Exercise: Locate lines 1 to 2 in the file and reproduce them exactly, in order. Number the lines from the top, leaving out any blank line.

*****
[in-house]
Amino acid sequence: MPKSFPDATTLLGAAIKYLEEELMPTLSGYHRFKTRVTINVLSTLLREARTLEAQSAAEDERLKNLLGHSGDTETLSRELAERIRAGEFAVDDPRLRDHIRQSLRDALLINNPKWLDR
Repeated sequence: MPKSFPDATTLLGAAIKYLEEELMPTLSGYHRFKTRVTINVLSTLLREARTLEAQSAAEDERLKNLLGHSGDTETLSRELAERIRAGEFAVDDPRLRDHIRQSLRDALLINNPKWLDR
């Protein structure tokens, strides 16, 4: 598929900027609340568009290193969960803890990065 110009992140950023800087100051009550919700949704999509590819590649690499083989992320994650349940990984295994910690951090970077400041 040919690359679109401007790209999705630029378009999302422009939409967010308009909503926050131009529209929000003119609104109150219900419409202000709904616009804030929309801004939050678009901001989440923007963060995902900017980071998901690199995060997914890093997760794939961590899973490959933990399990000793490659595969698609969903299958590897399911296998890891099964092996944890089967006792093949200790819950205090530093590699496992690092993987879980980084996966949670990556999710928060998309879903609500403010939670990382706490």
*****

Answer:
[in-house]
Amino acid sequence: MPKSFPDATTLLGAAIKYLEEELMPTLSGYHRFKTRVTINVLSTLLREARTLEAQSAAEDERLKNLLGHSGDTETLSRELAERIRAGEFAVDDPRLRDHIRQSLRDALLINNPKWLDR